Wednesday, July 06, 2011

But You Promised:

by C. LaRene Hall

Genre Promises and Reader Expectations by Tristi Pinkston was a fun class.

What is the promise you are making to your reader when you write in a specific genre? Why is it important to keep your promise? You must follow expectations of the genre otherwise; your readers will feel you lied to them. You want the readers to be comfortable. You want them to know what they are getting.

If multiple genre – The second word is the main or key genre.

What are the different genres, and what are the promises or expectations that go along with each?

Romance – Boy meets girl or boy notices girl. Include first impressions. Then you have to have conflict. Something that is going to keep the two of them apart. Something large enough to focus on conflict. Then realize feelings. Show relationship strong enough to overcome what has happened to them. When you get to the end you have to have a happy ever after. A moment of realization. If you don’t have this moment you don’t have a romance.

Historical – Characters should be fictional because you can do what you want to them and then you put them in a setting. The setting for historical is very important. See how the characters react to the historical event they are witness to.

Regency – Setting is crucial. You have to see where they are, how they dress, what they do for a living, and modes of transportation. This helps your reader see that era.

Mystery – Something mysterious is going on. You want to mislead. You want clues. You want to be able to figure it out. Don’t make it obvious. You want lots of clues. With suspense we usually know who the bad guy is. Show emotion and response to the hunting. Someone being hunted, then they help save themselves.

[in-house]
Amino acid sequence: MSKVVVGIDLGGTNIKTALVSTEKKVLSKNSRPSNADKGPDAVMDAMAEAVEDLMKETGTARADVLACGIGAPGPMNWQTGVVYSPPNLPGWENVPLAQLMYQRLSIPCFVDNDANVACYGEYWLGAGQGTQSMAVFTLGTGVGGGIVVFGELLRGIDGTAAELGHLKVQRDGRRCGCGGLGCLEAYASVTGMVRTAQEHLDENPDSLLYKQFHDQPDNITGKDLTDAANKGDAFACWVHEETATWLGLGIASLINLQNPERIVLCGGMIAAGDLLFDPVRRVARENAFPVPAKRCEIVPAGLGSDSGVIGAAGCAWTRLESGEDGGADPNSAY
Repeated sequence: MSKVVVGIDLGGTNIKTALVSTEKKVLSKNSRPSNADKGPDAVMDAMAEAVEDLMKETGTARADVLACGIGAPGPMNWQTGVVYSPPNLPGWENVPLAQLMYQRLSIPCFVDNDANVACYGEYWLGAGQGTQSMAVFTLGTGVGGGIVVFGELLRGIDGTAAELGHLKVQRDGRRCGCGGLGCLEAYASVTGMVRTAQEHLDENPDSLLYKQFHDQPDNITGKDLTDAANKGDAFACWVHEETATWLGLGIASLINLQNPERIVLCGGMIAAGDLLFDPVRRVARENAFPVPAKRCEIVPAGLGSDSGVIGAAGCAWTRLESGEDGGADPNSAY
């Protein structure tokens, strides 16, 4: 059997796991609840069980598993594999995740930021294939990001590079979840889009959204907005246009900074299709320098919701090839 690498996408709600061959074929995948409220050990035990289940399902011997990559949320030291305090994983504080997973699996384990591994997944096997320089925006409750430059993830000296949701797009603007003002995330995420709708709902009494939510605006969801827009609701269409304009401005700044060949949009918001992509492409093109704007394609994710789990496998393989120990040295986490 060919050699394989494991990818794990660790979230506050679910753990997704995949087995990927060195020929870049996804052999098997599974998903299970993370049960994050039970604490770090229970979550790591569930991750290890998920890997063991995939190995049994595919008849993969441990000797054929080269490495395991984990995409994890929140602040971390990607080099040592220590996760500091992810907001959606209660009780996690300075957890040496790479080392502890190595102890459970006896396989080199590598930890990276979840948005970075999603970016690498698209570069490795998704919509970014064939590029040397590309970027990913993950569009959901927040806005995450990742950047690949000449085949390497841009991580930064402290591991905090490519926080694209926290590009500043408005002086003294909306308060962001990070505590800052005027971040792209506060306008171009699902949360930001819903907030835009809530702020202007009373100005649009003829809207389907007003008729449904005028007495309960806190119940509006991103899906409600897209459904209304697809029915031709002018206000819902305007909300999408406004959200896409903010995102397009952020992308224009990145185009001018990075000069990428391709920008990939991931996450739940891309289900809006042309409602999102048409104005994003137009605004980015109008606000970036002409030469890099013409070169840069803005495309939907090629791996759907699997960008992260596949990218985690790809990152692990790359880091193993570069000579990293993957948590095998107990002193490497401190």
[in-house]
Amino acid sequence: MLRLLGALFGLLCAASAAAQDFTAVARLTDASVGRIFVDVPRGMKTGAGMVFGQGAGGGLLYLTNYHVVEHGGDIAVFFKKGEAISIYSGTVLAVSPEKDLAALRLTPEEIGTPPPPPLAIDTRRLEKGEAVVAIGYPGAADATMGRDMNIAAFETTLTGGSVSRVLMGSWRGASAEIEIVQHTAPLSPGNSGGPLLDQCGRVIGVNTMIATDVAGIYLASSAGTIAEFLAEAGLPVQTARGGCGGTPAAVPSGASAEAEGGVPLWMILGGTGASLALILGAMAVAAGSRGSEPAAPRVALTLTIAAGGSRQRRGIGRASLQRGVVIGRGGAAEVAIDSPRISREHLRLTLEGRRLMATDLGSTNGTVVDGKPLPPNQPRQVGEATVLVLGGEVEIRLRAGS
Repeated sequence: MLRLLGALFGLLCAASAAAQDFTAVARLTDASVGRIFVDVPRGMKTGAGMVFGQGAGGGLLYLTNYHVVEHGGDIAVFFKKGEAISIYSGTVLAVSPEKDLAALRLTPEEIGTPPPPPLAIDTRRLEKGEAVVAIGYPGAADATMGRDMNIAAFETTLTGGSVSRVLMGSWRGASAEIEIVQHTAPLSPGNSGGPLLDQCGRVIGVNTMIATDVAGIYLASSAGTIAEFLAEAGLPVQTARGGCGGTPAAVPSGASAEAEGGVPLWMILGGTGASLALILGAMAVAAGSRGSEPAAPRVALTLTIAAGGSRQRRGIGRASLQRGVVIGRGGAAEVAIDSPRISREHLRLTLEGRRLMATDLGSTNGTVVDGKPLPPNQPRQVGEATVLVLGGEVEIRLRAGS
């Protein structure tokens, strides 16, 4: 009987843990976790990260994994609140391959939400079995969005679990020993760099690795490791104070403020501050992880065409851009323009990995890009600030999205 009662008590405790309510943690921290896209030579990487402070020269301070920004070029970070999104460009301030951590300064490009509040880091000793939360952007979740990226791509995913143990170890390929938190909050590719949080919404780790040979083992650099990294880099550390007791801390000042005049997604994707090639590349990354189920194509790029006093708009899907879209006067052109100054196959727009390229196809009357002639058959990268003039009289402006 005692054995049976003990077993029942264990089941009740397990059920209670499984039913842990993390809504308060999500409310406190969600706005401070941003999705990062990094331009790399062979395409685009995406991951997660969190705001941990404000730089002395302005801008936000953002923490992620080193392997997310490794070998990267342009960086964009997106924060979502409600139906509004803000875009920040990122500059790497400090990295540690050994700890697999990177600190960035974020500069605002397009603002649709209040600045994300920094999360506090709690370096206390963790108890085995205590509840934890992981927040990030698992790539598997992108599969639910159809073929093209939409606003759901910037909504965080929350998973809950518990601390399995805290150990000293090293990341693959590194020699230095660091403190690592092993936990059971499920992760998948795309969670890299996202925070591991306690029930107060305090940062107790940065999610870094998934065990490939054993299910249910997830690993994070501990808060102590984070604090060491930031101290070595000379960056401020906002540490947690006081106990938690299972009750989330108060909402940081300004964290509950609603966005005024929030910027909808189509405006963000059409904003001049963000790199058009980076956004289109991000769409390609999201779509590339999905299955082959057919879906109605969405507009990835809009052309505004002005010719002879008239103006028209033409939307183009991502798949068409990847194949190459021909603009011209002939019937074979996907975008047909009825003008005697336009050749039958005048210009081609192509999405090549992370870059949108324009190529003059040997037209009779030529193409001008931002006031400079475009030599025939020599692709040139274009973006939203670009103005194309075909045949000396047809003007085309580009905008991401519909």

Coming of Age – Character grows up in a significant way or an emotional growth. Some kind of event that we know he learned what he needed to learn. It can be adventure, romance, but the key factors are the character is flawed in maturity and they learn to be more mature in what they experienced.

How can you shake things up a little and deliver a truly different story, but still meet your obligation to your reader? Shaking it up a little more – when writing a romance you might investigate where they meet, something unusual. Have realistic conflicts but not the same old.

Every book should have some form of character growth. You have things that happen throughout the course of a year to shift the way you are. You grow and so should your characters. The readers will expect growth. It doesn’t have to be monumental. If the character hasn’t changed, why write the book?

The more you learn the rules, the more you know the rules, the more you learn how to break them. Once you learn to bend the rules you can break out of the patterns.


Donna K. Weaver said...

Nice summary.

Cheri Chesley said...

Tristi is always fun--and knows what she's talking about. Makes for a great class. Thanks for sharing!